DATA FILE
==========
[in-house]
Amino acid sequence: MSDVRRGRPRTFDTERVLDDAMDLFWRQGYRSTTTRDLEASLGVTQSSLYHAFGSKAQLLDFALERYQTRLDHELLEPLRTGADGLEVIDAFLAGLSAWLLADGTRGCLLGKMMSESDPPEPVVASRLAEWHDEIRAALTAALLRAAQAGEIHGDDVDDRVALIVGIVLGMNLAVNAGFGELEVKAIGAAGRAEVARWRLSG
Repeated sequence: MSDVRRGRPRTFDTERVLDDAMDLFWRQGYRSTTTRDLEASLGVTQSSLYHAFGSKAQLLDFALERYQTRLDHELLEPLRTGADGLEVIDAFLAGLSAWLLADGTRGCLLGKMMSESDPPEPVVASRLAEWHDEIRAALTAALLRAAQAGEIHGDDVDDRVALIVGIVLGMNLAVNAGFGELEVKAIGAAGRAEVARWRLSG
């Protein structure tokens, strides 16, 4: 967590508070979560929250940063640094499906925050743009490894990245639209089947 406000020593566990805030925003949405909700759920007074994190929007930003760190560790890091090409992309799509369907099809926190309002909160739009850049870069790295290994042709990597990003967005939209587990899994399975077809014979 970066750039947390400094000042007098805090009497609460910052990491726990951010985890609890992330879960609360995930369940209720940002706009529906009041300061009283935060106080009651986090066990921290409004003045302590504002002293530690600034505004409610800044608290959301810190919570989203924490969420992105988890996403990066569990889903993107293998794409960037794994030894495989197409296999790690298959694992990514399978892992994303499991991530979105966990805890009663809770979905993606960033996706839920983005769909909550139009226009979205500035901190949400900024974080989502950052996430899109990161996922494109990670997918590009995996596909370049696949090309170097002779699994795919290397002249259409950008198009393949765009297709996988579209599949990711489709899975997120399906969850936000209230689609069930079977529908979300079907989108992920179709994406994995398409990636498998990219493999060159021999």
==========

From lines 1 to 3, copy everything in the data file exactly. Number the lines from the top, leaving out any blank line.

[in-house]
Amino acid sequence: MSDVRRGRPRTFDTERVLDDAMDLFWRQGYRSTTTRDLEASLGVTQSSLYHAFGSKAQLLDFALERYQTRLDHELLEPLRTGADGLEVIDAFLAGLSAWLLADGTRGCLLGKMMSESDPPEPVVASRLAEWHDEIRAALTAALLRAAQAGEIHGDDVDDRVALIVGIVLGMNLAVNAGFGELEVKAIGAAGRAEVARWRLSG
Repeated sequence: MSDVRRGRPRTFDTERVLDDAMDLFWRQGYRSTTTRDLEASLGVTQSSLYHAFGSKAQLLDFALERYQTRLDHELLEPLRTGADGLEVIDAFLAGLSAWLLADGTRGCLLGKMMSESDPPEPVVASRLAEWHDEIRAALTAALLRAAQAGEIHGDDVDDRVALIVGIVLGMNLAVNAGFGELEVKAIGAAGRAEVARWRLSG